The report calls for talks between Israel and Syria as part of a US commitment to a comprehensive Arab-Israeli peace "on all fronts".
A Syrian cabinet minister welcomed the recommendations.
Buthaina Shabaan, the expatriates minister, said: "We welcome this report and regard it as a very important step.
"It means, God willing, the end of this era of American intervention in the region and the American occupation of Iraq, which brought catastrophic ramifications on the whole region."
The study group, led by James Baker, the former US secretary of state, proposed abandoning Bush's policy of trying to isolate Syria and Iran and resuming attempts to end the Arab-Israeli conflict, which Bush has given low priority.
The White House has previously ruled out one-on-one talks with Iran about Iraq unless Tehran suspends its uranium enrichment activities.
Jalal Talabani, the Iraqi president, took issue with the report's suggestion that Iraq's problems should be tackled from a regional perspective, with neighbours Iran and Syria playing a role.
He said: "We believe that Iraq's problems can be resolved by Iraqis alone."
Talabani said Iran and Syria's co-operation should be linked to practical issues such as securing border areas rather than on political issues.
"They should not get involved in the nuts and bolts of what is happening in Iraq," he said.
Talabani's son criticised the group's view that government control in Iraq should remain centralised rather than granting more power to the regions.
Qubad Talabani, who is the Kurdistan representative in Washington, said that the recommendation alarmed many in the Kurdish north who were pushing for more autonomy.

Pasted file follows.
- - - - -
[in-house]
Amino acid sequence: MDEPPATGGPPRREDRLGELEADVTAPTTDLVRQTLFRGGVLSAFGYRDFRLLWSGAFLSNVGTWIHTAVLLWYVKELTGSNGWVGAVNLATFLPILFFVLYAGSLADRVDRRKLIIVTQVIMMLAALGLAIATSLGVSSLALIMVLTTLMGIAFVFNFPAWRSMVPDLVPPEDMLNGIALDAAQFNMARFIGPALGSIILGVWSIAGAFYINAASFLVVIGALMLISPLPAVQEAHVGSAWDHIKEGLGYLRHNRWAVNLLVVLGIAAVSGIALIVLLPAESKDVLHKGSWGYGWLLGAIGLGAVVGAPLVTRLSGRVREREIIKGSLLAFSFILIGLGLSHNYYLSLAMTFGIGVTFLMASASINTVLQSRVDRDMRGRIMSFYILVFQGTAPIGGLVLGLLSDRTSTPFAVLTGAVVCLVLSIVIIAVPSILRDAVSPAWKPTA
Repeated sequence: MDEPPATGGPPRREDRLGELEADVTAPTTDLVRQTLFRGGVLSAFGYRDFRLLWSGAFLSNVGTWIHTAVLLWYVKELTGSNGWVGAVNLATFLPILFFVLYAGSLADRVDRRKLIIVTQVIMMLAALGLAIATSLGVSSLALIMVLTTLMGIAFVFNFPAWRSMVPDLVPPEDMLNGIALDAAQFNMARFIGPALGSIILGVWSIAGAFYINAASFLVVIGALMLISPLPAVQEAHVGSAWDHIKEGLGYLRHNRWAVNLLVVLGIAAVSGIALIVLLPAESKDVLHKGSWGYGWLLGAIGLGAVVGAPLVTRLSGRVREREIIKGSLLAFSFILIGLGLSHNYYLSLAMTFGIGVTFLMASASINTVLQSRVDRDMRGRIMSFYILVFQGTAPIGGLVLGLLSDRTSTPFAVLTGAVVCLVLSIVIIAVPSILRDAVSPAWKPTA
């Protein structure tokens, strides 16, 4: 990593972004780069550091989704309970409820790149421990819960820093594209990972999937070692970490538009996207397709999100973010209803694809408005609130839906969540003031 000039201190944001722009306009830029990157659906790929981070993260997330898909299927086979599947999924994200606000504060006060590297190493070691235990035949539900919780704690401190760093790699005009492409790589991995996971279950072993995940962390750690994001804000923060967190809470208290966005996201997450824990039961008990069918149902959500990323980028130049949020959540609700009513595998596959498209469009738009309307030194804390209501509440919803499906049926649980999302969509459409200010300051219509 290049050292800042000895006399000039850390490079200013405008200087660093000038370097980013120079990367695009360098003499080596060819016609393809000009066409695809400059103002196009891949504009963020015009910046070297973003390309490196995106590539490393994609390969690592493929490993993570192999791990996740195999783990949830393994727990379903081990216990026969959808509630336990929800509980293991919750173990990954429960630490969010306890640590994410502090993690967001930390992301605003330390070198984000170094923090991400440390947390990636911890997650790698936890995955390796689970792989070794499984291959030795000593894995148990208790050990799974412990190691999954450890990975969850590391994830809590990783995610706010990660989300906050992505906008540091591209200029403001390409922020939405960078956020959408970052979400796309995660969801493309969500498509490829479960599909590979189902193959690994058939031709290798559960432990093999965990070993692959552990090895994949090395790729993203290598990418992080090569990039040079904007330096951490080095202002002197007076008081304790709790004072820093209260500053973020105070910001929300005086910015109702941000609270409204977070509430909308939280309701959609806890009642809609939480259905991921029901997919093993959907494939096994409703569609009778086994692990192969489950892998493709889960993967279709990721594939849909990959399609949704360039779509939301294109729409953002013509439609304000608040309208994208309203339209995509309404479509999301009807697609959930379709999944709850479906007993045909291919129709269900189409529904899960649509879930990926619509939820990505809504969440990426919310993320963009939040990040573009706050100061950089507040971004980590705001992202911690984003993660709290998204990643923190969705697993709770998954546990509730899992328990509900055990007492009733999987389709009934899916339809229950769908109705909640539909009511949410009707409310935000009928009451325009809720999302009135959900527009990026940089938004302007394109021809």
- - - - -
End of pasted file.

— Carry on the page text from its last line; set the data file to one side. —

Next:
"Many of us feel that centralised tyrannies have led us to what we have today, which is a failed state," he said, adding that he was not speaking on behalf of his father.
The report said that oil revenues should be under central control from Baghdad: "The United States should support as much as possible central control by governmental authorities in Baghdad, particularly on the question of oil revenues."
Senior Iraqi oil industry officials have pressed for Iraq's national oil company to centralise revenue distribution, but Kurdish leaders have aggressively sought independent oil asset control, the report said.
The question remains over whether the White House will take on board all 79 recommedations in the report or if they will pick and choose what they want.
Baker said that all the recommendations are equally important and that he hopes that all recommendations will be considered and implemented.
John Rushing, Al Jazeera's military analyst, said that the report set aside a portion which is called "a new diplomatic offensive", which he said pertains to the Arab-Israeli conflict.
Rushing said: "This area of the report is significant because for once they are making a linkage between events in Iraq within a wider regional context.
"The US is seeing that they can not get support from key Arab allies unless they fulfill key critical issues that are important to these allies. If Syria agrees to co-operate in Iraq and in Lebanon, the report suggests that Syria will get the occupied Golan Heights back. This is a significant suggestion."
Speaking to Al Jazeera, Nir Rosen of the New American Foundation, said that there was one thing all parties could agree on and that was that the US military cannot win the war in Iraq.
He said: "It has to be won by the Iraqi government and Iraqi politicians, not the US military."